Skip to main content

An Epic Political Rematch Taking Shape in El Paso

Former state Rep. Norma Chavez will announce next month that after two sessions away from Austin, she’s ready to fight to get back her seat in the Legislature.

Lead image for this article

Voters in El Paso's House District 76 might soon see Round Two of a rough political battle between Democrats Norma Chávez and Naomi Gonzalez — whose first match more than two years ago came with plenty of personal attacks. 

Chávez, who served in the Legislature from 1997 until she was unseated by Gonzalez in 2010, has said she plans next month to formally announce her campaign to get her job back. Though she will fight in the Democratic primary against the same opponent who bested her, Chavez said she's going to do things differently this time around, though she declined to elaborate.

Likely to join the fray this time around is Cesar Blanco, a Navy veteran and chief of staff to U.S. Rep. Pete Gallego, D-Alpine.

El Paso County Democratic Chairman Glenn Maya said he hopes that the candidates will focus on the needs of the voters instead of the candidates' personal lives.

“The last election became very vocal,” he said. “Is it going to continue? I don’t know if they’ve learned their lessons.”

Chávez is known for her outspoken, aggressive nature when it comes to sparring with her opponents, and for speaking her mind on behalf of her middle-class border district. 

In 2010, though, Chávez's long record of serving El Paso's poor, including championing clean air laws and gambling rights for the Tigua Indians, was trumped by the criticism heaped on her in the campaign. She was lambasted for fighting with other local lawmakers and allowing lobbyists to pay for her college graduation party. And Chávez was widely criticized after she called Gonzalez a "lesbian gay woman" at a public event and subsequently said her opponent should embrace her identity. Despite her apologies, Chávez lost the race. 

Chávez declined to answer questions about her past tactics and elections. She said she and her team are working out the details of her campaign and an early-October announcement.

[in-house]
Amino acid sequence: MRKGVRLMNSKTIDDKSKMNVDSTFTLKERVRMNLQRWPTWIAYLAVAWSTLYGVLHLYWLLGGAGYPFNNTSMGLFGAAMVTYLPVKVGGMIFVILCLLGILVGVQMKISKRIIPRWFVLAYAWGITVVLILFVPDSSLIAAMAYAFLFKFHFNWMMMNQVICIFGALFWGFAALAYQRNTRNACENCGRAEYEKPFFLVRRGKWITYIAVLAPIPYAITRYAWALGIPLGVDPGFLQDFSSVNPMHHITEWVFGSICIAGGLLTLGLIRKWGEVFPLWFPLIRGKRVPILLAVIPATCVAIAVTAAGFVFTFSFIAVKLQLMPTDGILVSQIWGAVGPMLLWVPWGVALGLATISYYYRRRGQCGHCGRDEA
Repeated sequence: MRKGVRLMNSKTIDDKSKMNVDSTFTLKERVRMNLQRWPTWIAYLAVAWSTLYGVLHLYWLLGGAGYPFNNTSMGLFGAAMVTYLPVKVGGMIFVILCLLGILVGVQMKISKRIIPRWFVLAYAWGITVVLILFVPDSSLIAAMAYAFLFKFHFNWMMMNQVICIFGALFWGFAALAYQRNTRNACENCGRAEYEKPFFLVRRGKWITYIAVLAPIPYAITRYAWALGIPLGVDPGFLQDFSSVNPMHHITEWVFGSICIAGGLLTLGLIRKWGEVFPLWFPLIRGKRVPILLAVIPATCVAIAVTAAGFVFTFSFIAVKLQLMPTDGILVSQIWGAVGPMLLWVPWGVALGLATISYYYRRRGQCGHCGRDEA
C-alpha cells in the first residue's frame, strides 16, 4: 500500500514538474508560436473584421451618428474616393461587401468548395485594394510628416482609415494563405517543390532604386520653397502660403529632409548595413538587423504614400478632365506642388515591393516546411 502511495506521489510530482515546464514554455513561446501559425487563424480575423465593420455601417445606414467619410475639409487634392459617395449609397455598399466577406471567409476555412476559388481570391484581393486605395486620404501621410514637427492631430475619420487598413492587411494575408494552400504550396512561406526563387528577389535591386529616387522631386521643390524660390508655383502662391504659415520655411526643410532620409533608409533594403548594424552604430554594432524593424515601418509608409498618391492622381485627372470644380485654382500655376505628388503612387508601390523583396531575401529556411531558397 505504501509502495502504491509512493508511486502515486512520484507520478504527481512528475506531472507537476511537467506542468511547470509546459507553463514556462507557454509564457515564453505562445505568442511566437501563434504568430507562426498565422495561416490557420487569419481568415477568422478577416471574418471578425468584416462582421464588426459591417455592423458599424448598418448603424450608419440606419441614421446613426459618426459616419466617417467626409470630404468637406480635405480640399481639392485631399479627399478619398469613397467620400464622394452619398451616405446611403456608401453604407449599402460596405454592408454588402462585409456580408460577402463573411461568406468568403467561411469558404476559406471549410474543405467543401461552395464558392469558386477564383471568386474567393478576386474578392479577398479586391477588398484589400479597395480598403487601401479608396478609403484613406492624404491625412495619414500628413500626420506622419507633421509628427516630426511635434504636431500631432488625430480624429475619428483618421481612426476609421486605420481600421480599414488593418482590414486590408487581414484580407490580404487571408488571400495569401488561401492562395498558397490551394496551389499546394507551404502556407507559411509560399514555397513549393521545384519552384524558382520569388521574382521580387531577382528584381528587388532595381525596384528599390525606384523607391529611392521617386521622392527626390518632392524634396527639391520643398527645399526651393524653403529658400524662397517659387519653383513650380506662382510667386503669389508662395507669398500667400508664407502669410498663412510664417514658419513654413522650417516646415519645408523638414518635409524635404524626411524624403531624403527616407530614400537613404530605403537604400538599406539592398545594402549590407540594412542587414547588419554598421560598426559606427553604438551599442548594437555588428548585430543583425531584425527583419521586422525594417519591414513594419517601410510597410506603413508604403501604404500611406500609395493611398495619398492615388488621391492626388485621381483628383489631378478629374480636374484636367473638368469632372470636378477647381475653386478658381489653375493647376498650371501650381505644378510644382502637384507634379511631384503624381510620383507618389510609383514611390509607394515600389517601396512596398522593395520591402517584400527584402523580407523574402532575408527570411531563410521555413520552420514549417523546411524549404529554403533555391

In a text message, Chávez said she was humbled to have been asked by so many to serve again. “Sitting on the sidelines these past two-and-a-half years has awarded me the opportunity to review all we accomplished,” she said. “Mistakes serve when you learn from them.”

Gonzalez has had her own troubles. After being elected, she was named freshman of the year by the Mexican American Legislative Caucus and the Legislative Study Group, and she avoided opposition in 2012. But in March, during the 83rd legislative session, she was charged with drunken driving in Austin after she reportedly hit another vehicle, which in turn hit a cyclist.

Gonzalez seemed to be preparing for another tough go-round.

“With Norma, you expect the unexpected,” she said. “I just expect that in all likelihood, it will be negative and not pleasant. So that’s all I can say about that.”

Gonzalez said her record should speak for itself. The sophomore is the vice chairwoman of the House Human Services Committee. She includes on her legislative highlight list legislation that designated the Texas Tech University Health Science Center in El Paso as a stand-alone university; working with Republican leaders to create El Paso’s first center for autism outreach and resources; and measures that help regulate how foster children are prescribed psychotropic medications.

“The fact that I am from the district, that doesn’t mean politics as usual," Gonzalez said. "That means I am someone that knows the area, that has grown up in the area, that knows the needs of the community.”

Citing her attorney’s advice, Gonzalez said she won’t speak at length about the pending criminal charges.

“I have addressed to the constituents what did take place, and all I can say is that I am not asking for any special treatment,” she said. “It’s about learning from the mistakes we make and moving forward from them.”

The other likely contender in the race is a newcomer to El Paso politics. Blanco, a six-year veteran of the Navy, said he is 90 percent sure he’ll join the race. He has chosen a campaign treasurer and said he is leaning more toward running with each week.

Blanco, whose résumé includes serving as chief of staff to U.S. Reps. Sheila Jackson-Lee, D-Houston, and Ciro Rodriguez, D-San Antonio, and as a field representative for former Congressman Silvestre Reyes, D-El Paso, said he offers a fresh perspective for the district.

“I’ve got a skill set that I have learned outside, in Washington, that I think would be of use and folks have told me it would be of use in El Paso,” he said. 

Without mentioning names, he said El Paso leaders get too bogged down with their personal ambitions.

“I think the voters will decide that,” he said. “There is infighting, and it’s clear to them it’s time for a change.”

HD-76 includes part of the Fort Bliss Army base, El Paso County’s east and central areas, and a significant portion of the lower valley. About 47,800 of the district’s 160,250 residents — just over 3o percent — have incomes below the poverty line, compared with the state average of 17 percent, according to U.S. census data.

Maya said he is ready for a hard-fought match in HD-76 and that he hopes the candidates, however many decide to run, keep it clean.

“As long as it’s issues-based, I am all for it,” he said. “That’s what the political game is all about, and personal issues shouldn’t come in to it.”

Texans need truth. Help us report it.

Support independent Texas news

Become a member. Join today.

Donate now

Explore related story topics